In the last part of the gig before the encore most of the new songs were played. Tonight these songs were Waterslides, Medley, My Complications and Cross The River On Your Own (besides Satellites in the beginning of the show) leaving out Making Friends, Witness and Boy of what has been played of new material so far. Waterslides is the one most people will highlight due to its very catchy pop melody, but the two I enjoy the most are definitely My Complications and Cross The River On Your Own. The former of the two has evolved a bit since it was first played at Northside Festival this summer, now ending with a glorious sing along that brings to mind to the ending of The Zookeeper’s Boy. The way this song evolves into something entirely different than what it starts out to be, while still maintaining the idea of being a pop song – nobody does that as well as Mew. Cross The River On Your Own is not a pop song. It lets Mew work with dynamics going from intimately quiet with Bo’s guitar figure as the main attraction to one of those bombastic moments where it feels like Jonas cries his heart out, as we know it from White Lips Kissed and Cartoons and Macrame Wounds. After they finished Grizzly, as it is titled on the setlist, they went off stage, making the audience stomp the ground and cheering much more insistently for them to come back than had been the case at Pumpehuset. They did and finished off with the trio of Special/Zookeeper/Comforting which was the closer of all the Danish gigs on this tour.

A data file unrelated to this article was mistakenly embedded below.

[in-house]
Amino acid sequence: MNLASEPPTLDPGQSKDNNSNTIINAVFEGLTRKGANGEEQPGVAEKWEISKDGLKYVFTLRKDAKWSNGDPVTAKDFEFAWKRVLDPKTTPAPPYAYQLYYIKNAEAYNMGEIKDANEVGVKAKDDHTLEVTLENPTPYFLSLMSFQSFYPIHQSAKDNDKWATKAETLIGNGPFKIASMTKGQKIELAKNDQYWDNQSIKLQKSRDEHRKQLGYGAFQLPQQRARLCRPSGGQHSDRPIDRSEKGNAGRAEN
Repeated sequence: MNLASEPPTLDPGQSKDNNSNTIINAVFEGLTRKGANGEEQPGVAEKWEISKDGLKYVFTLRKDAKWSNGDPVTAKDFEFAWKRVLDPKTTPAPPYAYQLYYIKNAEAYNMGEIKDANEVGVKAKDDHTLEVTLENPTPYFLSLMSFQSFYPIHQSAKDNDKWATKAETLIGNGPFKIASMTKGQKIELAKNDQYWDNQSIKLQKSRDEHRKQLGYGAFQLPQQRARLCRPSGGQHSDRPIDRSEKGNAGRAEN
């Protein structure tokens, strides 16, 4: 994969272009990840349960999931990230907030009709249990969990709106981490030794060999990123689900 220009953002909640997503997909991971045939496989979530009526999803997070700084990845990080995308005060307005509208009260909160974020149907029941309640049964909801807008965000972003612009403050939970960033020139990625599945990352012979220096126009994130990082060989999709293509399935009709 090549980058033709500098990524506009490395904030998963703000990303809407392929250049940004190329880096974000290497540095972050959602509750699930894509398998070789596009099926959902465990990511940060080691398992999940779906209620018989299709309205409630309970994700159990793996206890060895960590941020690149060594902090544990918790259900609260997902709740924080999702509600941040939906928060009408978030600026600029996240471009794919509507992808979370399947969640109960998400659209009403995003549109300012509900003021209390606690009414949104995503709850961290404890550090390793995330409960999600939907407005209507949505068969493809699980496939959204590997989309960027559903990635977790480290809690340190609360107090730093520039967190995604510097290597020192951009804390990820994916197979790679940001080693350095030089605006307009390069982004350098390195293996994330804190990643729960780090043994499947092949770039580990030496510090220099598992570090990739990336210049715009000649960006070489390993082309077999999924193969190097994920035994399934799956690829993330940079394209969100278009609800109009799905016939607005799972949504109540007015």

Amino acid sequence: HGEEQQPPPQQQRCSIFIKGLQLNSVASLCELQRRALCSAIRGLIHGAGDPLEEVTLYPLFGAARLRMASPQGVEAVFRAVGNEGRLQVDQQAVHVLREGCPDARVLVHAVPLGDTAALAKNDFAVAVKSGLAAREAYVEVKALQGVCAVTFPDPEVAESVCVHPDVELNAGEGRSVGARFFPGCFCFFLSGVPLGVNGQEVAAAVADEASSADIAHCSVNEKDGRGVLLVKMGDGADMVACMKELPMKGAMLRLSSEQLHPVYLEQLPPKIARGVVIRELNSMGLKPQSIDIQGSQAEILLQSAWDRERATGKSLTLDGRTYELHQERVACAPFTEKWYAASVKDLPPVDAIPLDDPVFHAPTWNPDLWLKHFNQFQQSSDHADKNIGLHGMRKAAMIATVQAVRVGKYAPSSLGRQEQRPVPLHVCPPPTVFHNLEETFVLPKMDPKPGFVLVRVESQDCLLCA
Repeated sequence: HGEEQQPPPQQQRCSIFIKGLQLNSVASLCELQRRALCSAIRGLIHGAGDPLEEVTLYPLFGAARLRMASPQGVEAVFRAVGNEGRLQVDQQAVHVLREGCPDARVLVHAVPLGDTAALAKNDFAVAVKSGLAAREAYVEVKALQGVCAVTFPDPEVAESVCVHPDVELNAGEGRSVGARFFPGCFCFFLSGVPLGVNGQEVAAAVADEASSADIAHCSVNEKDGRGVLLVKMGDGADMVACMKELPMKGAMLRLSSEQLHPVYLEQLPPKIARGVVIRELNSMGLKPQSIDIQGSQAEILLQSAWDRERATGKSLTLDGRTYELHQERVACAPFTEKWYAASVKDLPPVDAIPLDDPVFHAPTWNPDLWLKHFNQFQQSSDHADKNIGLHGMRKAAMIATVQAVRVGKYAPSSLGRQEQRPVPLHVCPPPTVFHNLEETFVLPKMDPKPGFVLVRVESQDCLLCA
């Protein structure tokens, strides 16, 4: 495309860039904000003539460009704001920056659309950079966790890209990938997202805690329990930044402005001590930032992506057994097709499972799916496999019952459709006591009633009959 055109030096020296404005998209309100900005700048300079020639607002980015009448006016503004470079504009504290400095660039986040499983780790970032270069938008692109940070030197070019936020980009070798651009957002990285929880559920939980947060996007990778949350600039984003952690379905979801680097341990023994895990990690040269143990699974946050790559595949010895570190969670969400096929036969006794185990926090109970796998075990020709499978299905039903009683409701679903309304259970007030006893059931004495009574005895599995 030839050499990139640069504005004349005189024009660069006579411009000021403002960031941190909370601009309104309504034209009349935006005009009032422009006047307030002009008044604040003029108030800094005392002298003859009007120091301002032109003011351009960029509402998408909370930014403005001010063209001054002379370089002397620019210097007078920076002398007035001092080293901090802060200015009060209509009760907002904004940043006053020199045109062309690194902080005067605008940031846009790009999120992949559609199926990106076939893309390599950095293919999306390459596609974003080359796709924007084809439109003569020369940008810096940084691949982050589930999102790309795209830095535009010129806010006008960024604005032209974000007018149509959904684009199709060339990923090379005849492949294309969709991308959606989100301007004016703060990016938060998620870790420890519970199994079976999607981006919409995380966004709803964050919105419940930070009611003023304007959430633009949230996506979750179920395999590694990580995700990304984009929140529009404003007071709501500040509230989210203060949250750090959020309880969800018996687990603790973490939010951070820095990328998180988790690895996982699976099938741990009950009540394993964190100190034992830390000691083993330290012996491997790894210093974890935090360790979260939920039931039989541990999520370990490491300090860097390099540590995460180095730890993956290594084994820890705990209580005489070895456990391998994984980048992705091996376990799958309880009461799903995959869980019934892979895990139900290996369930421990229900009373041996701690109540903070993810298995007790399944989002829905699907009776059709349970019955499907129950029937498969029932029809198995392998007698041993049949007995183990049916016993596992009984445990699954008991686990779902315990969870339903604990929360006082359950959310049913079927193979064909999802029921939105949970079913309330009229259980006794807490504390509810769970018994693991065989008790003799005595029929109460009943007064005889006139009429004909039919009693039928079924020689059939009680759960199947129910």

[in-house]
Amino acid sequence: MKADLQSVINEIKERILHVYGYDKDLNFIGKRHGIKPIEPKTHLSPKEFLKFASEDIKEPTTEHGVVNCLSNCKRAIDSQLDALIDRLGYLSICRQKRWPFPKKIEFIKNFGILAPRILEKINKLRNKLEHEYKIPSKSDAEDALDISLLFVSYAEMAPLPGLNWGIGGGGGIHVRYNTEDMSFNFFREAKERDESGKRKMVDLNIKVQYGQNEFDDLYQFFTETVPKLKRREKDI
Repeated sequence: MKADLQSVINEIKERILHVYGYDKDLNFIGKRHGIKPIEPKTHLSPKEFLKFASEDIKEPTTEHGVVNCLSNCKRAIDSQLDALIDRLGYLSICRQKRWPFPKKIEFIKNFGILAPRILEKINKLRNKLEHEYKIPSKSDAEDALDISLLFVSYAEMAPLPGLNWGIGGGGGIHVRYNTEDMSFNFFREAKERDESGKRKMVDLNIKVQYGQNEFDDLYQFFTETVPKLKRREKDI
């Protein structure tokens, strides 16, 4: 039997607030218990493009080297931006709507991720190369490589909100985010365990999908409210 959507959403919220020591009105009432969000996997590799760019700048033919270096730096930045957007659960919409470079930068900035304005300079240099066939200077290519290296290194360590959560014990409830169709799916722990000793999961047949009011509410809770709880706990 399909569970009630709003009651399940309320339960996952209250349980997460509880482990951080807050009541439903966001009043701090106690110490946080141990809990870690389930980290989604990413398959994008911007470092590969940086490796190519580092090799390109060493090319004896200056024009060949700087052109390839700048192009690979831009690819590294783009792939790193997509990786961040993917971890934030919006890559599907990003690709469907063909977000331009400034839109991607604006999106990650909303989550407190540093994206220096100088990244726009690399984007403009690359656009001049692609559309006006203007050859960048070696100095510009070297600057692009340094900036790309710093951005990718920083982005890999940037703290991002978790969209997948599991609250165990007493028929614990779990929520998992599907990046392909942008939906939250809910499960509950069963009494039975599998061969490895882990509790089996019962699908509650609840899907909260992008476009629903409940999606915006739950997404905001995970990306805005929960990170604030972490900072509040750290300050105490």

The Mew tour is now over and as usual I’m left with a Mew implosion. The concerts, the Frengers, all the nostalgic memories of my teenage years and growing up once again stop having an outlet for some time – luckily we know Mew will be out with a new album soon (soon in Mew terms of course), and I will see them again at Roskilde Festival – hopefully with new visuals as the rumour has it.

Finally I’d like to wrap up my analogy. Did I win the jackpot of the Mew lottery at Posten? Well, no. I did not get to see Panda or Eight Flew Over. But it does not matter. What is so great about the Mew lottery is that it has no real losers, only less-winners.


Text: Frederik Voss
Photos: Lizethe Rivera

Setlist: Posten
Coffee Break / Satellites / Snow Brigade / She Spider / White Lips Kissed / Am I Wry? No / 156 / Waterslides / Apocalypso / Saviours of Jazz Ballet / Medley / Symmetry / Beach / My Complications / Hawaii / Cross The River On Your Own — Special / The Zookeeper’s Boy / Comforting Sounds


Mew has announced a big Nordic tour in November, while declaring they will play songs from the new album that is expected to be out in 2015. This article will take you through the planned tour step-by-step.

Tavastia (Helsinki, Finland) – 05 November

Photo credit: Wikimedia